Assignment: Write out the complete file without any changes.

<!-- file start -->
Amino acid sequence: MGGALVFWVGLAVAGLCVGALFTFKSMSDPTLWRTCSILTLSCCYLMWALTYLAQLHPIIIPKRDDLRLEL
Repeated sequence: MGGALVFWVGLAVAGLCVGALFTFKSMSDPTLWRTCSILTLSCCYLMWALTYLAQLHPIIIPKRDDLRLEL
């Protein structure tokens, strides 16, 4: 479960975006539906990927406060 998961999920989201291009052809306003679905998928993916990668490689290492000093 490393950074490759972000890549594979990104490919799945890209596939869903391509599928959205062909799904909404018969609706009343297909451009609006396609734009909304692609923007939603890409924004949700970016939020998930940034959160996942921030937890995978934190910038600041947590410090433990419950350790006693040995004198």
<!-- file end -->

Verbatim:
Amino acid sequence: MGGALVFWVGLAVAGLCVGALFTFKSMSDPTLWRTCSILTLSCCYLMWALTYLAQLHPIIIPKRDDLRLEL
Repeated sequence: MGGALVFWVGLAVAGLCVGALFTFKSMSDPTLWRTCSILTLSCCYLMWALTYLAQLHPIIIPKRDDLRLEL
């Protein structure tokens, strides 16, 4: 479960975006539906990927406060 998961999920989201291009052809306003679905998928993916990668490689290492000093 490393950074490759972000890549594979990104490919799945890209596939869903391509599928959205062909799904909404018969609706009343297909451009609006396609734009909304692609923007939603890409924004949700970016939020998930940034959160996942921030937890995978934190910038600041947590410090433990419950350790006693040995004198």